Lampmode Recording Artist Makes An Appeal to the NCFIC Panelists
Over at Baptist21, Lampmode recording artist, Brian Davis (aka God’s Servant), chimes with a helpful response to the NCFIC panelists.
Like many, I was shocked by the recently released panel from the NCFIC on “Reformed Rap”. I wanted to chime in on the dialogue and offer some thoughts- both as an individual that is sympathetic to the panelists’ theological bent, as well as one who is a Hip-hopper culturally. There seems to be a lack of people who identify with both worlds, so I figured I would cast my lot in the pile. I hope it is helpful to the conversation.
I do want to preface by saying that I think these brothers are probably very godly men. While I haven’t heard of all of them, I have heard of some of them and their reputations are those of men who love the Lord, His Word and His church. My response is aimed at interacting with the thoughts they shared, not to make statements about the men themselves. I am sure this video is not reflective of the state of their godliness or the best barometer at assessing their lives–lives which are probably marked with decades of faithfulness to our Lord. I want to honor these men in the Lord, thank them for caring about the glory of God and share my thoughts to hopefully aid in future discussion towards unity in the body.
With that being said, I can’t help but lament how careless these brothers were in their language, and how revealing it is of a cultural elitism that is far too welcomed in Christianity and made at home by some of our leaders. When speaking of Christian maturity, we do not bring up the prevalence of the fruit of the Spirit in peoples lives, or their rootedness in the Word of God and how firmly they cling to the gospel. Rather, we reference sideways hats, music styles and earrings, as if that is somehow a good measurement of maturity from God’s point of view? Where is that in the bible?! We would all do well to do as these brothers suggest- adhere to every word we find in Scripture to ensure our worship is acceptable to God. However, the converse of such an admonishment is that we must be equally careful not to add to God’s Word in our efforts for purity in worship. By neglecting the former we end up like Nadab and Abihu; by neglecting the latter we end up like the Pharisees.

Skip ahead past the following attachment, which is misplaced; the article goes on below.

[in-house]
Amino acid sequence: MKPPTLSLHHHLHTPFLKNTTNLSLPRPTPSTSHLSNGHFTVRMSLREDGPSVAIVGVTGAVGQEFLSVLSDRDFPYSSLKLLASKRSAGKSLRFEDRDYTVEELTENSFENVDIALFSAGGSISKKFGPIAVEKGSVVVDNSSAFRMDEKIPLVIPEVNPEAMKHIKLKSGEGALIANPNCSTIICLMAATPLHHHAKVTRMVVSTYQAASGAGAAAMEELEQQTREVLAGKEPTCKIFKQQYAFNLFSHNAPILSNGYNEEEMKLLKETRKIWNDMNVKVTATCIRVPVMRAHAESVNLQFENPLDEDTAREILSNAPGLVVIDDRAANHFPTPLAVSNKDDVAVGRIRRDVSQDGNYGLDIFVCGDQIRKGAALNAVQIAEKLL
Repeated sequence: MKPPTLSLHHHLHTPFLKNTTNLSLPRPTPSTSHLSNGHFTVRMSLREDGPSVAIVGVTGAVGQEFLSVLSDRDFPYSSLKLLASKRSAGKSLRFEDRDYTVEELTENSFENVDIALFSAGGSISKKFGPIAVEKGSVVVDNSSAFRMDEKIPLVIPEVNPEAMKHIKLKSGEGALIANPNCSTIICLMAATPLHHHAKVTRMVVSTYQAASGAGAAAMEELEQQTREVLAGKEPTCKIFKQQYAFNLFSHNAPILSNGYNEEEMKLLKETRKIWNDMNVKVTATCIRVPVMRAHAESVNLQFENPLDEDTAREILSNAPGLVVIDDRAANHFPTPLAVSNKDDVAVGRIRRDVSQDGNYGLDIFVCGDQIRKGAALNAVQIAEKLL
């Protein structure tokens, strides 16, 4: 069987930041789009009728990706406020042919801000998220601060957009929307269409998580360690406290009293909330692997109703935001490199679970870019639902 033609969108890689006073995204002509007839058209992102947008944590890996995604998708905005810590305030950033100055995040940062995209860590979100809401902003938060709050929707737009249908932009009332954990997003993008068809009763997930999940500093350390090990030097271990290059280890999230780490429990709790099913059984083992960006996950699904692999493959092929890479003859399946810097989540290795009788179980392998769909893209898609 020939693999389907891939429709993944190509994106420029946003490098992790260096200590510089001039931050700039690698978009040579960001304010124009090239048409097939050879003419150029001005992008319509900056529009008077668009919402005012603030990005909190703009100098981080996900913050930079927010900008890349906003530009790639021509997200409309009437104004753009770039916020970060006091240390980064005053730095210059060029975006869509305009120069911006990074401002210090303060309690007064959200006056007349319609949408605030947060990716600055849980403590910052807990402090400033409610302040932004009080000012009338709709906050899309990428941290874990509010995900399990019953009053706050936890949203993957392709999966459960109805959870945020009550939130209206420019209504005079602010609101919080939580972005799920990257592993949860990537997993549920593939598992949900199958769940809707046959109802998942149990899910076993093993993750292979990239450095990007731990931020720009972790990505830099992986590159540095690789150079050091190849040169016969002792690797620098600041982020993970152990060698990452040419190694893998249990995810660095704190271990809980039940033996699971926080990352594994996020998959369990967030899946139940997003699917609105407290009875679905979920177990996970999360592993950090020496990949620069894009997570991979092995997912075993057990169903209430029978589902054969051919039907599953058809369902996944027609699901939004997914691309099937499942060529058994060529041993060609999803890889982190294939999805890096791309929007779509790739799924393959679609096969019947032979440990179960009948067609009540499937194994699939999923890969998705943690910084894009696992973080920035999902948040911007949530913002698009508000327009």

In an attempt to respond to some of the principles presented in the panel, I thought I would take a slightly different approach. Rather than going argument for argument (there have been several responses done in that format), I thought I would select a few key issues surrounding the conversation and try to interact with them. It seems to me that the issue in this debate (which is no new debate at all) is the mishandling of the bible, the confusion surrounding culture and the clouding of the glory of God.
You can read the rest here.